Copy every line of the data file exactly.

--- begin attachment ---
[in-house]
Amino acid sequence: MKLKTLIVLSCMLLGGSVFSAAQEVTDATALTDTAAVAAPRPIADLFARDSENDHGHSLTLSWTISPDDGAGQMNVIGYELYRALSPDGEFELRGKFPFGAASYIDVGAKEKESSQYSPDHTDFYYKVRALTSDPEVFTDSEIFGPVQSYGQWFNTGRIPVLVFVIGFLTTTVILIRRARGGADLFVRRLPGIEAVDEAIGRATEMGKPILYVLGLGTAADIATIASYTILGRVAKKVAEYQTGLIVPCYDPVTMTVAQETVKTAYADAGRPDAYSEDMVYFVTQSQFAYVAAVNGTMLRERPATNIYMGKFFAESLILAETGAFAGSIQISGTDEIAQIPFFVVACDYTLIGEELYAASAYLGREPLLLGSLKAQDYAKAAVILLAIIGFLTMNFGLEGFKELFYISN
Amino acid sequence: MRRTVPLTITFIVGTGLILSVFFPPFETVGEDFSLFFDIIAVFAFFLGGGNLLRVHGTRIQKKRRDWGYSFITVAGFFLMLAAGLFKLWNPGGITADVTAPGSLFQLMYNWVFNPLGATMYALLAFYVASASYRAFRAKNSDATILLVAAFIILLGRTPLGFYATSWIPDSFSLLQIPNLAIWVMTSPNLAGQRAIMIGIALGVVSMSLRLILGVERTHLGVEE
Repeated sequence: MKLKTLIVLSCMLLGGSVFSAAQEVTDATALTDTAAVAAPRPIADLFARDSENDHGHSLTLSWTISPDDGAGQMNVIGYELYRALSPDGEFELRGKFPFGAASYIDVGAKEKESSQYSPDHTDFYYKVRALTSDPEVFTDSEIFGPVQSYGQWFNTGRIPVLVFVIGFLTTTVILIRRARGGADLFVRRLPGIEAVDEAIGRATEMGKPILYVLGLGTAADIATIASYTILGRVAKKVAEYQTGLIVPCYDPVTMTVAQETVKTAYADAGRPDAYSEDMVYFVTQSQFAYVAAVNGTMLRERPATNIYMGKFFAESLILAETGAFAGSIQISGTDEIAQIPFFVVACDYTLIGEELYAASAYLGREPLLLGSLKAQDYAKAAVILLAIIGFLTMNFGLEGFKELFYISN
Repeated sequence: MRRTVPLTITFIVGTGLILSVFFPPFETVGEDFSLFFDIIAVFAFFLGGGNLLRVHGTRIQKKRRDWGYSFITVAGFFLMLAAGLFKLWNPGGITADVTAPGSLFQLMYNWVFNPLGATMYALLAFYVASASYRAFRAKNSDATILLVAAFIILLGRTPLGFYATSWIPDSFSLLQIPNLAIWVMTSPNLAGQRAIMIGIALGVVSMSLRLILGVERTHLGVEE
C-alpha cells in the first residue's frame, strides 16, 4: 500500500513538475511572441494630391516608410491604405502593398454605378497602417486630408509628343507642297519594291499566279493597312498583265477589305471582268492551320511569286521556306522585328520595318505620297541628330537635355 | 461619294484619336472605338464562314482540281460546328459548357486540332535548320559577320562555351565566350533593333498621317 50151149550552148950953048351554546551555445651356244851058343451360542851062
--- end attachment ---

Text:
[in-house]
Amino acid sequence: MKLKTLIVLSCMLLGGSVFSAAQEVTDATALTDTAAVAAPRPIADLFARDSENDHGHSLTLSWTISPDDGAGQMNVIGYELYRALSPDGEFELRGKFPFGAASYIDVGAKEKESSQYSPDHTDFYYKVRALTSDPEVFTDSEIFGPVQSYGQWFNTGRIPVLVFVIGFLTTTVILIRRARGGADLFVRRLPGIEAVDEAIGRATEMGKPILYVLGLGTAADIATIASYTILGRVAKKVAEYQTGLIVPCYDPVTMTVAQETVKTAYADAGRPDAYSEDMVYFVTQSQFAYVAAVNGTMLRERPATNIYMGKFFAESLILAETGAFAGSIQISGTDEIAQIPFFVVACDYTLIGEELYAASAYLGREPLLLGSLKAQDYAKAAVILLAIIGFLTMNFGLEGFKELFYISN
Amino acid sequence: MRRTVPLTITFIVGTGLILSVFFPPFETVGEDFSLFFDIIAVFAFFLGGGNLLRVHGTRIQKKRRDWGYSFITVAGFFLMLAAGLFKLWNPGGITADVTAPGSLFQLMYNWVFNPLGATMYALLAFYVASASYRAFRAKNSDATILLVAAFIILLGRTPLGFYATSWIPDSFSLLQIPNLAIWVMTSPNLAGQRAIMIGIALGVVSMSLRLILGVERTHLGVEE
Repeated sequence: MKLKTLIVLSCMLLGGSVFSAAQEVTDATALTDTAAVAAPRPIADLFARDSENDHGHSLTLSWTISPDDGAGQMNVIGYELYRALSPDGEFELRGKFPFGAASYIDVGAKEKESSQYSPDHTDFYYKVRALTSDPEVFTDSEIFGPVQSYGQWFNTGRIPVLVFVIGFLTTTVILIRRARGGADLFVRRLPGIEAVDEAIGRATEMGKPILYVLGLGTAADIATIASYTILGRVAKKVAEYQTGLIVPCYDPVTMTVAQETVKTAYADAGRPDAYSEDMVYFVTQSQFAYVAAVNGTMLRERPATNIYMGKFFAESLILAETGAFAGSIQISGTDEIAQIPFFVVACDYTLIGEELYAASAYLGREPLLLGSLKAQDYAKAAVILLAIIGFLTMNFGLEGFKELFYISN
Repeated sequence: MRRTVPLTITFIVGTGLILSVFFPPFETVGEDFSLFFDIIAVFAFFLGGGNLLRVHGTRIQKKRRDWGYSFITVAGFFLMLAAGLFKLWNPGGITADVTAPGSLFQLMYNWVFNPLGATMYALLAFYVASASYRAFRAKNSDATILLVAAFIILLGRTPLGFYATSWIPDSFSLLQIPNLAIWVMTSPNLAGQRAIMIGIALGVVSMSLRLILGVERTHLGVEE
C-alpha cells in the first residue's frame, strides 16, 4: 500500500513538475511572441494630391516608410491604405502593398454605378497602417486630408509628343507642297519594291499566279493597312498583265477589305471582268492551320511569286521556306522585328520595318505620297541628330537635355 | 461619294484619336472605338464562314482540281460546328459548357486540332535548320559577320562555351565566350533593333498621317 50151149550552148950953048351554546551555445651356244851058343451360542851062